JG The Duration? Well, the procedure itself usually takes about 30 to 60 minutes, but you should plan for more time due to preparation and recovery from sedation. If there are any polyps found, they are snipped away, and sent for a biopsy, and some tissue biopsy may be done as well. This is all within the normal parameters of the colonoscopy. The point is the screening makes a difference between life and death. Colon cancer is highly curable when caught at the earliest stages. We have been making progressive leaps and bounds in this. And it is a hope one day that it will be completely stomped out.

CD So Janelle- Overall, the message is clear from where I sit.  Colonoscopy screenings are a crucial step in maintaining your health and can save lives by preventing colorectal cancer. It’s a procedure with a profound impact, offering both diagnostic and preventive benefits. By understanding the importance, preparing adequately, and following through with regular screenings, we can take a proactive stance against one of the most preventable forms of cancer.

JG Seriously, now look at you go! Do you want a marketing job in here? Or write our brochures!  Yes, that was a great sum up. May I borrow that for future purposes?

CD Feel free. But seriously, I thank you for this life affirming interview. As you know my husband is scheduled for one in July. It had to be rescheduled due to some other issues. But – it is very important, and I though why not share it with others. And you being right here. I can’t say how much I appreciate your time and help with disseminating such important information.

JG Oh I almost forgot.After the procedure the patient will be immediately taken to the recovery area, and monitored for about 30 minutes. When all signs of the sedation have worn off, and they are fully aware, they can leave. But someone will have to drive them to the procedure and home. We will not release them until someone safely picks them up.

CD And the results?

JG The doctor will go over the results with you that same day in recovery. If a biopsy was performed, the results will be given as soon as they are back from pathology. But the surgeon will tell of any if at all, polyps or any other abnormalities are found.

CD That’s good, get to know right away for the most part. And can the person go back to normal routine, eating and such?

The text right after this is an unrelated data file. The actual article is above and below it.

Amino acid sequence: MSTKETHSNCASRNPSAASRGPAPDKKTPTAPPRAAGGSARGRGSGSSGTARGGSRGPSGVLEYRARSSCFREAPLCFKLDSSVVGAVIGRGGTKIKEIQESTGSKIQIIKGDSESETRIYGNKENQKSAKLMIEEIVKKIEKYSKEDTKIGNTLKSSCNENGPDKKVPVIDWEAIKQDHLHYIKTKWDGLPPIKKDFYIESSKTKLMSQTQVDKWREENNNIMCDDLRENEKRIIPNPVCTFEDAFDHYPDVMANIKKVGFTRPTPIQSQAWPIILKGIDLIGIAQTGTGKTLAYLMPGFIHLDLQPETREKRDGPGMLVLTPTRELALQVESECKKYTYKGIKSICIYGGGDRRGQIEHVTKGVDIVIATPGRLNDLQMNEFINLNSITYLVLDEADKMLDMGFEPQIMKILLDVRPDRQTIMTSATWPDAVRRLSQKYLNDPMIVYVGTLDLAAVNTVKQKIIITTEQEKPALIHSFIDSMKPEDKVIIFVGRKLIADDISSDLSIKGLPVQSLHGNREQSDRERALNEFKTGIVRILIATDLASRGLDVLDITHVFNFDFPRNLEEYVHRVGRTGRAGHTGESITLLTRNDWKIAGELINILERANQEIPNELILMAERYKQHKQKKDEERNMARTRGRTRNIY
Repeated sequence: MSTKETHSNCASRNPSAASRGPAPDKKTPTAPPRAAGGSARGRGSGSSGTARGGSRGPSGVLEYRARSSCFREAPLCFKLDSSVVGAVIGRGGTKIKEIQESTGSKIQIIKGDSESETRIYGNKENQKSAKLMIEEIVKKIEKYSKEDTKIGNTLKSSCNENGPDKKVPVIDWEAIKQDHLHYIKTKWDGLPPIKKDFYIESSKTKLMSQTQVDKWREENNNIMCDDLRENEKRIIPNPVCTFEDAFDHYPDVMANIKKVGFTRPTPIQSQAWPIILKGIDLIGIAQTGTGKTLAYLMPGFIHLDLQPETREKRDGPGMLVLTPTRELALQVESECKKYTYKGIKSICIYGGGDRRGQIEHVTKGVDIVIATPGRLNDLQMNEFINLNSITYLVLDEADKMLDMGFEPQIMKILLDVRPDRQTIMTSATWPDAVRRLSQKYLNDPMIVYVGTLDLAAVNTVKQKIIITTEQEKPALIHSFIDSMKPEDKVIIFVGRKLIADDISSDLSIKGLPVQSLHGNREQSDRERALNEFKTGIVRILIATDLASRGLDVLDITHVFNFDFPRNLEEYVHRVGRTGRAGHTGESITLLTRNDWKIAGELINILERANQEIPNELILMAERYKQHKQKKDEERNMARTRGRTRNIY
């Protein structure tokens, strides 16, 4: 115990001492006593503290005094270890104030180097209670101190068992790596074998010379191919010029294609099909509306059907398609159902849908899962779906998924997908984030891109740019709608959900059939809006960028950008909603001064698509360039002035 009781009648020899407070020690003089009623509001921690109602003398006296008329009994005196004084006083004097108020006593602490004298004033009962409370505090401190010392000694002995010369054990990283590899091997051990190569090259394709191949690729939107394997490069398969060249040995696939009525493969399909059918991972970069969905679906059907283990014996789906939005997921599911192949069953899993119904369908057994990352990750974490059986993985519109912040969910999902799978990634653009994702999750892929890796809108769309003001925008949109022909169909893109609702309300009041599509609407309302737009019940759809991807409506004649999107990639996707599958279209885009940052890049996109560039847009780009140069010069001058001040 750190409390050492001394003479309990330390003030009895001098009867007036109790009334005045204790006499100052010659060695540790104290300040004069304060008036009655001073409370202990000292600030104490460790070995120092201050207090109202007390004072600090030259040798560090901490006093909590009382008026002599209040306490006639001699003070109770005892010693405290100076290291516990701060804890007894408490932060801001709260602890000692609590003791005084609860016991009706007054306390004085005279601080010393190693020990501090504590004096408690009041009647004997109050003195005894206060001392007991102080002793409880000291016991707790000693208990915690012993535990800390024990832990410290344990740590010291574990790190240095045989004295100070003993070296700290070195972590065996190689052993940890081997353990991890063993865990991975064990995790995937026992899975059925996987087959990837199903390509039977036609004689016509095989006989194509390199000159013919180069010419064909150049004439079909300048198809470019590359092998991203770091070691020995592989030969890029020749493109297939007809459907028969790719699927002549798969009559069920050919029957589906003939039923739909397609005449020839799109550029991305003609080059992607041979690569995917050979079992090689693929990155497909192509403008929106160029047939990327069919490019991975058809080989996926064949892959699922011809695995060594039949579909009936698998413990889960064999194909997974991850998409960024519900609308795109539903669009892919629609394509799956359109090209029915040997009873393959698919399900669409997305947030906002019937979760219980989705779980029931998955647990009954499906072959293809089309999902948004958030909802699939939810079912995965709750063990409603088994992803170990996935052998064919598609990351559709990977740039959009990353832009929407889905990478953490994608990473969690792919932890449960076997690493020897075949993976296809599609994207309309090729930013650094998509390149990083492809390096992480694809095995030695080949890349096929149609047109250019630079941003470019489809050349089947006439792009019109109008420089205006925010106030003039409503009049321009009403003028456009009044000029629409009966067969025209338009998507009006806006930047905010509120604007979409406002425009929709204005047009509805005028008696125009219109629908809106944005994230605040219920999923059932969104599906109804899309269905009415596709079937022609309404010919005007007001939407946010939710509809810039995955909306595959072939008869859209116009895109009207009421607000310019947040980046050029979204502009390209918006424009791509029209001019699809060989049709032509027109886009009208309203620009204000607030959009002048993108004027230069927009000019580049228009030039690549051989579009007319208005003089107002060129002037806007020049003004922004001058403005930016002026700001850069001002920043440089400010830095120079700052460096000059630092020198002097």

JG Usually recommended that a light meal is eaten that day. And all medications can resume the next day. Nothing strenuous in terms of exercise.

CD Thank you once again Janelle. I’ll let you go and take care of your patients. God Bless you.

JG God Bless you too Camille. Are you due for one?

CD Nope! I’m all set for another 2 years!  LOL

JG Laughing – Just checking.

This concludes the interview. I hope that others will find this helpful for determining their choices. Please check out statistics below to help further ruminate about this procedure, with the factual statistics.

  • Incidence Rates: About 106,590 new cases of colon cancer and 46,220 new cases of rectal cancer are estimated for 2024,
  • Lifetime Risk: The lifetime risk of developing colorectal cancer is approximately 1 in 23 for men and 1 in 25 for women.
  • Mortality Rates: It’s expected to cause about 53,010 deaths during 2024.
  • Trends: The incidence rates have dropped overall since the mid-1980s, mainly due to increased screening and lifestyle changes. However, rates have been increasing by 1% to 2% a year in people younger than 55 since the mid-1990s.

Colon Cancer Facts and Statistics: What You Need to Know (verywellhealth.com)

Jeremiah 17:14– “Heal me, O LORD, and I shall be healed; save me, and I shall be saved: for thou art my praise.”


C D SWANSON is an Author of 22 plus books, freelance writer, contributor to various websites, including The Bottom Line Ministries/Faith News. She's an active member of Faithwriters- and has her online website/ministry for over 15 years. It is her greatest joy to write what’s in her heart, and thus her favorite form of expression is in her devotionals. She and her husband share a deep love of God and dote on their fur baby Mickey. Retired Director from Long Term Healthcare Industry, she continues to be an advocate for many. To check out other writings of this author you can go here:

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  1. There is nothing better than being informed! Thanks Camille for this enlightening interview that helps to put those who are due to have a colonoscopy at ease (including your dear husband!)